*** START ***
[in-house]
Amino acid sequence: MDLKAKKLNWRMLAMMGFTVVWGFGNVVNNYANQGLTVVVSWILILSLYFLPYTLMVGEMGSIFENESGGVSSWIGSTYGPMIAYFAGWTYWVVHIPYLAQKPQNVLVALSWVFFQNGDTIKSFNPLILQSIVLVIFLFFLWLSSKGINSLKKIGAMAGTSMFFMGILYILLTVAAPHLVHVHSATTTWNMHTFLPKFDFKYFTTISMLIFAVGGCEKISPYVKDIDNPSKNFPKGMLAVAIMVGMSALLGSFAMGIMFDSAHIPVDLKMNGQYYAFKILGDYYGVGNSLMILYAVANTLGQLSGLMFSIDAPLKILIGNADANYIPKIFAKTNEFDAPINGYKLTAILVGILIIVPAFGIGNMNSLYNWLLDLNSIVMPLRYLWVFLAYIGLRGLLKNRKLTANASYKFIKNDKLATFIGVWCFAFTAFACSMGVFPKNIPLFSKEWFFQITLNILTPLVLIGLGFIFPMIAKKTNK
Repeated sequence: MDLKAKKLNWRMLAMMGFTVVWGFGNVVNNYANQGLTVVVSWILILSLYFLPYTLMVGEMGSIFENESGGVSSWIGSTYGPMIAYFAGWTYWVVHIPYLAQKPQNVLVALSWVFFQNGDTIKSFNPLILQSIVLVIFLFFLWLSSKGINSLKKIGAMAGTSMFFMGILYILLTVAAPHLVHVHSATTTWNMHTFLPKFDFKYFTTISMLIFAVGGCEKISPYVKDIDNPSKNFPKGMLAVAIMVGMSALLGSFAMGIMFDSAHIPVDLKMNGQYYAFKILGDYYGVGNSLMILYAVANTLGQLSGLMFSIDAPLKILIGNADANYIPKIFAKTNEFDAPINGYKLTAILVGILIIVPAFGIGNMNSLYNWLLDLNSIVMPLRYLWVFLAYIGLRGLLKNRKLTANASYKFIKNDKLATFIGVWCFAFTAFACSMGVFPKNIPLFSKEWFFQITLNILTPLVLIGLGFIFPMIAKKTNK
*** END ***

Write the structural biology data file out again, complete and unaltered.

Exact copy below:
[in-house]
Amino acid sequence: MDLKAKKLNWRMLAMMGFTVVWGFGNVVNNYANQGLTVVVSWILILSLYFLPYTLMVGEMGSIFENESGGVSSWIGSTYGPMIAYFAGWTYWVVHIPYLAQKPQNVLVALSWVFFQNGDTIKSFNPLILQSIVLVIFLFFLWLSSKGINSLKKIGAMAGTSMFFMGILYILLTVAAPHLVHVHSATTTWNMHTFLPKFDFKYFTTISMLIFAVGGCEKISPYVKDIDNPSKNFPKGMLAVAIMVGMSALLGSFAMGIMFDSAHIPVDLKMNGQYYAFKILGDYYGVGNSLMILYAVANTLGQLSGLMFSIDAPLKILIGNADANYIPKIFAKTNEFDAPINGYKLTAILVGILIIVPAFGIGNMNSLYNWLLDLNSIVMPLRYLWVFLAYIGLRGLLKNRKLTANASYKFIKNDKLATFIGVWCFAFTAFACSMGVFPKNIPLFSKEWFFQITLNILTPLVLIGLGFIFPMIAKKTNK
Repeated sequence: MDLKAKKLNWRMLAMMGFTVVWGFGNVVNNYANQGLTVVVSWILILSLYFLPYTLMVGEMGSIFENESGGVSSWIGSTYGPMIAYFAGWTYWVVHIPYLAQKPQNVLVALSWVFFQNGDTIKSFNPLILQSIVLVIFLFFLWLSSKGINSLKKIGAMAGTSMFFMGILYILLTVAAPHLVHVHSATTTWNMHTFLPKFDFKYFTTISMLIFAVGGCEKISPYVKDIDNPSKNFPKGMLAVAIMVGMSALLGSFAMGIMFDSAHIPVDLKMNGQYYAFKILGDYYGVGNSLMILYAVANTLGQLSGLMFSIDAPLKILIGNADANYIPKIFAKTNEFDAPINGYKLTAILVGILIIVPAFGIGNMNSLYNWLLDLNSIVMPLRYLWVFLAYIGLRGLLKNRKLTANASYKFIKNDKLATFIGVWCFAFTAFACSMGVFPKNIPLFSKEWFFQITLNILTPLVLIGLGFIFPMIAKKTNK